National Columnist

Spurs lose a game they almost always win, and they all play a part

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MIAMI -- The Spurs are the Spurs because they win this game. They have four NBA titles since 1999 because they finish when they get this close to a title, chasing thousands of fair-weather Miami Heat fans out of the building in regulation.

The Spurs win Game 6, and the NBA title that comes with it, because Tim Duncan grabs a rebound. Tony Parker makes a shot. Manu Ginobili makes a play. Gregg Popovich makes a call.

That's what the Spurs do. It's who they are.

But that's not what the Spurs did on Tuesday night. It's not who they were.

Who was the team that blew a 10-point lead in the fourth quarter -- and a five-point lead in the final 20 seconds -- to lose 103-100 in overtime to the Miami Heat? No idea. They looked like the Spurs, I'll concede that. Same faces, same uniforms.

But Duncan didn't grab the rebound. Parker didn't make the shot. Ginobili didn't make the play. Popovich made a call, this is true, but it wasn't the right call. Popovich, who takes odd delight in making the people around him uncomfortable, will spend the next 48 hours stewing in his own discomfort because he messed up this game. He messed it up badly.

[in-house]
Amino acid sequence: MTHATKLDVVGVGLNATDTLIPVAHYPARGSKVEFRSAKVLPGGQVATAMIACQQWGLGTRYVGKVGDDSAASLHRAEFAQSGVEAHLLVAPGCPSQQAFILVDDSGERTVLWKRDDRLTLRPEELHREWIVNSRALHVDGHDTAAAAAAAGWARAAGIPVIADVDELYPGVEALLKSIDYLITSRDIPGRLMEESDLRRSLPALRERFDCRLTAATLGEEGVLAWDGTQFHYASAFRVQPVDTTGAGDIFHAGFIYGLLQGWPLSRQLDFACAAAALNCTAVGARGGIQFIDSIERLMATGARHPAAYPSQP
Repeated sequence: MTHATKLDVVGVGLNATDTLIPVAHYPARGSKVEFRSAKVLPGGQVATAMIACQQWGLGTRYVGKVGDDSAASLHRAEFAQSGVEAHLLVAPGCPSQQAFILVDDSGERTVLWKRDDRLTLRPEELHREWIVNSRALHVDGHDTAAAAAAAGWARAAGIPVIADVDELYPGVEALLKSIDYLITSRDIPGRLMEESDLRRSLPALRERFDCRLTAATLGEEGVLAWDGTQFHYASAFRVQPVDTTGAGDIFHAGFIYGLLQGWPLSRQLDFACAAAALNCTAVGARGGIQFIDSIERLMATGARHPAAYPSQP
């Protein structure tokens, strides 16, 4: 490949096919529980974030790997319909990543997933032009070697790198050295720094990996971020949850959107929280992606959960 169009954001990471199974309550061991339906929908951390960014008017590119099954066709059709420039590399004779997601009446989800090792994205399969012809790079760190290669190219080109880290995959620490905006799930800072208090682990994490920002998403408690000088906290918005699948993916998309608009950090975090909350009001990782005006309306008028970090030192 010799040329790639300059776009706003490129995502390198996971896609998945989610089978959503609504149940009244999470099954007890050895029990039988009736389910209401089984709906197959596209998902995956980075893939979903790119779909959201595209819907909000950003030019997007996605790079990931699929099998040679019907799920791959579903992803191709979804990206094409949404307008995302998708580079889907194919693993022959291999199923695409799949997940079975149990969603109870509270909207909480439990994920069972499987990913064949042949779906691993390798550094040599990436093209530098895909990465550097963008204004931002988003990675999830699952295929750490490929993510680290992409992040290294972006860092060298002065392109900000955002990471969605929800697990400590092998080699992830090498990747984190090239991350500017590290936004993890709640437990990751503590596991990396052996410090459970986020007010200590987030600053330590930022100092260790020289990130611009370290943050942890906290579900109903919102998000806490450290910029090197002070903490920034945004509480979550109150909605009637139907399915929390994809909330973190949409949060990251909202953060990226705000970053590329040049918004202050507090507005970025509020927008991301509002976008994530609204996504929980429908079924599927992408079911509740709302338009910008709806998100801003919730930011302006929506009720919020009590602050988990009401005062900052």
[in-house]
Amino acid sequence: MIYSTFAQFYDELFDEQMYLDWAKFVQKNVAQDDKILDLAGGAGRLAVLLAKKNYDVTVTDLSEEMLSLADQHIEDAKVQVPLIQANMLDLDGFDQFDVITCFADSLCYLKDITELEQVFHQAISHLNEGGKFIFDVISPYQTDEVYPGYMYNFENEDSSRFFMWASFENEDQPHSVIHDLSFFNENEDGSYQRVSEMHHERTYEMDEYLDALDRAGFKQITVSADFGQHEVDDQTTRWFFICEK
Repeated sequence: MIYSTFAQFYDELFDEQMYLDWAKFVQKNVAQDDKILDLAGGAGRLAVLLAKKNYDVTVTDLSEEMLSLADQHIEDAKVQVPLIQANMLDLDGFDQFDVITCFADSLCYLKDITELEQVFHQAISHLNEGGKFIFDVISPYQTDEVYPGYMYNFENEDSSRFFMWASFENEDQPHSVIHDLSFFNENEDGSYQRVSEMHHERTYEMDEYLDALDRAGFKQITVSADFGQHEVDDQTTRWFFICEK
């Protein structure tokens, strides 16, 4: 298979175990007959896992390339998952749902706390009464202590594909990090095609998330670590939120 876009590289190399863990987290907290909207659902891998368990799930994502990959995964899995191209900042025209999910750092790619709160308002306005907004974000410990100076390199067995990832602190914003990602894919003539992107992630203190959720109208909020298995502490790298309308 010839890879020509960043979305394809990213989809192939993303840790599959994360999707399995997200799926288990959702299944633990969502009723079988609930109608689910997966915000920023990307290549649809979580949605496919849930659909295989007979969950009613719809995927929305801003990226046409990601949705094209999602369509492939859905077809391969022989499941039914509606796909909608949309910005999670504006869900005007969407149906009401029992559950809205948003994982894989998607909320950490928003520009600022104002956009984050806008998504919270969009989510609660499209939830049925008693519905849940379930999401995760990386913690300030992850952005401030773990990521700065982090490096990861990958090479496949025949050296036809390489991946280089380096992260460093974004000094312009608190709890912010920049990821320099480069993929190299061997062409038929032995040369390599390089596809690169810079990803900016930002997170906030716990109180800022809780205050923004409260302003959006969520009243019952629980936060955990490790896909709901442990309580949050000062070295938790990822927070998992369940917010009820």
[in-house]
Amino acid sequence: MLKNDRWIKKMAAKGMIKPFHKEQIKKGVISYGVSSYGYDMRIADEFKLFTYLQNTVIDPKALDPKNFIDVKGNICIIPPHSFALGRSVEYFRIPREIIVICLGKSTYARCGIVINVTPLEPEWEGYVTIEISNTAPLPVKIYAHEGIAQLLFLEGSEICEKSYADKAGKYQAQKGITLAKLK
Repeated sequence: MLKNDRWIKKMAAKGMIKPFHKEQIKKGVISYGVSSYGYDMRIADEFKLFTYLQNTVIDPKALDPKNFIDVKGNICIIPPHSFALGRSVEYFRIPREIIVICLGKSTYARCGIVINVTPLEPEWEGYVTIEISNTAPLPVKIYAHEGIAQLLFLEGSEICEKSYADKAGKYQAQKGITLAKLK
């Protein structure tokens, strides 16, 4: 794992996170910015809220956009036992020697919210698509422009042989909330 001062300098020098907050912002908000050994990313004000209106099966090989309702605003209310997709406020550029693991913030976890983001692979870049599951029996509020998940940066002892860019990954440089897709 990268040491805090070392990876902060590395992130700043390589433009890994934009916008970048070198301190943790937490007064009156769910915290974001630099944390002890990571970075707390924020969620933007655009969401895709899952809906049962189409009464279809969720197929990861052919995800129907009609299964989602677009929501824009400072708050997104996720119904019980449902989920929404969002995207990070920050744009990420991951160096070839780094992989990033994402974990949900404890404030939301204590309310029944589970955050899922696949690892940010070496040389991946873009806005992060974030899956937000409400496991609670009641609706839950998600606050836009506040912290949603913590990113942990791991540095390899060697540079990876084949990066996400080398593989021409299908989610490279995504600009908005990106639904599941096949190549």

They all did.

They all messed it up so badly, in fact, that this story could be devoted to each of them. Tony Parker could be called a goat for how he played in the final 15 minutes. Duncan could be called a goat for the same reason. Ginobili too. And Popovich. They were terrible when it mattered, making mistakes they had to make to let the Heat rally.

A quick word about that rally. The Spurs didn't just lose this game; the Heat won it. How many times have you seen a team try to give away a win, only to see the other team refuse to accept it? Not Tuesday night, you didn't. LeBron James scored 18 points in the fourth quarter and overtime, including a 3-pointer with 20.1 seconds left in regulation and a bucket with 1:18 left in overtime for a 101-100 lead.

Miami won this thing. LeBron helped take it.

But only because the Spurs gave it away.

"Bad, very bad," is what Ginobili said when asked how it felt to get so close to an NBA title, and fall short. "It's a tough moment. We were a few seconds away from winning the championship, and we let it go."